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|January 29, 1998|
Parties square up for the battle of Gwalior
It's the fight of his life for Bajrang Dal president Jaibhan Singh Pavaiya. But he's likely to lose, for up against him is the might of Congress general secretary and scion of the Gwalior royal family Madhavrao Scindia. Besides, there is Bahujan Samaj Party candidate Phool Singh Baraiya who emerged the runner-up in the last election from the Gwalior constituency.
Scindia has represented Gwalior since he defeated Bharatiya Janata Party veteran Atal Bihari Vajpayee in the 1984 general election. The Congress heavyweight is testing his electoral fortunes for the fifth time from this constituency.
Pavaiya, backed by the BJP, jumped into active politics after quitting a government job. He shot to national fame during the Ayodhya imbroglio. And using vitriolic speeches as stepping stones he rose from Vishwa Hindu Parishad member to Bajrang Dal president
While another member of a royal family and a high-profile champion of the Hindutva cause is also contesting the prestigious seat, the Bahujan Samaj Party is also eyeing the seat.
The BSP choice, Baraiya, had secured more than 113,000 votes in Gwalior during the last Lok Sabha election. The BJP was not in the fray then. That good showing has encouraged the BSP a good deal.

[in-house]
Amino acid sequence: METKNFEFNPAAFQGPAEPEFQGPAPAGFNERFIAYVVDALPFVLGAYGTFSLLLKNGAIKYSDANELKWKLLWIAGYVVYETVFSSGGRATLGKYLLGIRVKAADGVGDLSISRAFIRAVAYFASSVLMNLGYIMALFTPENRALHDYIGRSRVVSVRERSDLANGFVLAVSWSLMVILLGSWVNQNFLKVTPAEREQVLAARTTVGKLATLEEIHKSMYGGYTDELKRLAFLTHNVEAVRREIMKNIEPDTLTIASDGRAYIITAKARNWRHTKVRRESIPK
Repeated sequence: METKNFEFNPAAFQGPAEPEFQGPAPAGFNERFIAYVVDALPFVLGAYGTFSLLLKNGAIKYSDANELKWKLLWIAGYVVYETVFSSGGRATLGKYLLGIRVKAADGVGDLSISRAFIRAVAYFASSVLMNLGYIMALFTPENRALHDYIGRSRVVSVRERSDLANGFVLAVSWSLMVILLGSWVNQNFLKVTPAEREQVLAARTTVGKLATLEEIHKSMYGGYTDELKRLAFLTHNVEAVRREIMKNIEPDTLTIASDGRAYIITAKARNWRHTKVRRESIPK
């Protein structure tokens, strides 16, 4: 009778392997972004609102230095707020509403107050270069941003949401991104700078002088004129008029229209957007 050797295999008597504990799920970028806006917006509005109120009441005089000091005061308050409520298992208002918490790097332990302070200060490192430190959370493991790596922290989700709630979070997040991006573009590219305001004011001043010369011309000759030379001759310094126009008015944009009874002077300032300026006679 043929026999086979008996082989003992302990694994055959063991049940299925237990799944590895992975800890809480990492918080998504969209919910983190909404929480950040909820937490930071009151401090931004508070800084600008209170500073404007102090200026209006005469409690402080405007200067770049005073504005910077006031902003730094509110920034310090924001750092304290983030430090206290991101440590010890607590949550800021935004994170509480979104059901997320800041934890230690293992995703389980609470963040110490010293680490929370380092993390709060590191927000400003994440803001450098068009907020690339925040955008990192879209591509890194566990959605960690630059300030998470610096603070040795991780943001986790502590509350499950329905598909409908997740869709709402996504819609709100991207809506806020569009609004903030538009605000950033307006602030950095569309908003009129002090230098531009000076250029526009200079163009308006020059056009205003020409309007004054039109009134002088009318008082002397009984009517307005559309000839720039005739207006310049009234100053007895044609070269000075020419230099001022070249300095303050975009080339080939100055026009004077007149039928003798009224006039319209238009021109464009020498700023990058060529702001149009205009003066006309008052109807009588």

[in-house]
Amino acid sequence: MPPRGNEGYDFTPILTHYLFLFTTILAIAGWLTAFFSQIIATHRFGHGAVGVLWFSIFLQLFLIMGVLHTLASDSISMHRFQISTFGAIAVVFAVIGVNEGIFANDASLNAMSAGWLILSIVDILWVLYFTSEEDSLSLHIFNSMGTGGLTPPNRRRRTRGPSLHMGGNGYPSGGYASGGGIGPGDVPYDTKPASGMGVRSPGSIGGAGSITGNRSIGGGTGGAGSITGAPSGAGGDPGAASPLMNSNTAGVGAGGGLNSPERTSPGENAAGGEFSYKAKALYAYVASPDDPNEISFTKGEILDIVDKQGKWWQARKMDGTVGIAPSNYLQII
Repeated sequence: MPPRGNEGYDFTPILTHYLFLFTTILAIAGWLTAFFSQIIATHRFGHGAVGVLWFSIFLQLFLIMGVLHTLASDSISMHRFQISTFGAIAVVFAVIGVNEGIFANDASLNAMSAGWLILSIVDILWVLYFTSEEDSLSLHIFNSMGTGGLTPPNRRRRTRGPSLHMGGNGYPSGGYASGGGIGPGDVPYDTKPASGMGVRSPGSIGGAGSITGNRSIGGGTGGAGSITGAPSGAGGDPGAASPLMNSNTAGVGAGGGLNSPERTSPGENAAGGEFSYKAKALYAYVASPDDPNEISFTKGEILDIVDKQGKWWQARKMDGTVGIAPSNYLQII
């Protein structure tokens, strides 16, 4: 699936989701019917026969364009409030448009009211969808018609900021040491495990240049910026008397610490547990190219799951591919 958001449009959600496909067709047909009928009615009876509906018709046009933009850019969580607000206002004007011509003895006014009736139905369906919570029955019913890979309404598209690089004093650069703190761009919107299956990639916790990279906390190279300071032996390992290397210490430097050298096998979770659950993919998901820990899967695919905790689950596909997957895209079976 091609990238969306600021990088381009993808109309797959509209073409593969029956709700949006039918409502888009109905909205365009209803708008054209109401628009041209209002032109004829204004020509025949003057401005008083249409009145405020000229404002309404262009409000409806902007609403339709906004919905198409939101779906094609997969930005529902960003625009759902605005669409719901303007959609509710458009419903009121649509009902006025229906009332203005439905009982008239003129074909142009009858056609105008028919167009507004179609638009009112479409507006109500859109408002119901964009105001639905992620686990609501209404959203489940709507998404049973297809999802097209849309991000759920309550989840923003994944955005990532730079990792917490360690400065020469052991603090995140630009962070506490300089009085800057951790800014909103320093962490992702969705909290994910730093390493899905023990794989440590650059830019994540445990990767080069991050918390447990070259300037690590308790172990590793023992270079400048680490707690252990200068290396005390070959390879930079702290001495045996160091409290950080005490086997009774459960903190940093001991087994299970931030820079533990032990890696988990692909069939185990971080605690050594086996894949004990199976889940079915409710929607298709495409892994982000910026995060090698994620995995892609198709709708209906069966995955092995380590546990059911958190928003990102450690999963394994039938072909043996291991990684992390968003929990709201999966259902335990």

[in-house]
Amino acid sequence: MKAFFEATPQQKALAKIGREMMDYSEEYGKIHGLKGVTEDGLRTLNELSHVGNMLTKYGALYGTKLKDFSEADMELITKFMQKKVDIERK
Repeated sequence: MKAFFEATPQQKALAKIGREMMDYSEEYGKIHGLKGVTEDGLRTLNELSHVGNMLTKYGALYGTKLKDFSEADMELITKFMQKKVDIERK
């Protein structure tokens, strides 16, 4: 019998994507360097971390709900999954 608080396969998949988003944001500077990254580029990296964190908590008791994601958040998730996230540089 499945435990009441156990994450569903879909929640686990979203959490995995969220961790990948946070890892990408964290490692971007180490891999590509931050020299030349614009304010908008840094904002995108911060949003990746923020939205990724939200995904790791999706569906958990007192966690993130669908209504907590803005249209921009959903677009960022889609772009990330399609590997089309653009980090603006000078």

Even in 1996, the constituency had drawn much attention since Scindia -- revolting against Congress president Narasimha Rao for denying him a seat on the grounds that he was implicated in the Jain hawala case -- had set up the Madhya Pradesh Vikas Congress. He won by a margin of 223,000 votes.
The BJP messed up there, not putting up a candidate against Scindia, claiming it was all part of a strategy to defeat the Congress. But some time later, when Sitaram Kesri became party president, a triumphant Scindia returned to the Congress fold.
As the BSP is likely to repeat its candidate this election, an interesting contest is foreseen for the Gwalior seat.
Scindia was elected MP for the first time in 1971 from the neighbouring Guna constituency as a candidate of what was then the Jan Sangh. During the 1977 Janata Party wave, he retained his seat as an Independent. Later, he joined the Congress and won from the same constituency in 1980.
In the 1984 Lok Sabha election held after the assassination of then prime minister Indira Gandhi, the Congress named him as candidate against Vajpayee from Gwalior constituency. Vajpayee lost by a margin of more than 175,000 votes.
Vajpayee had won the same seat in 1971, defeating Gautam Sharma of the Congress by a margin of 70,000 votes.
By and large, the family of the erstwhile rulers of Gwalior has its influence on the constituency, a situation made more piquant by the fact that while Madhavrao belongs to the Congress, Vijayraje, his mother, now belongs to the BJP.
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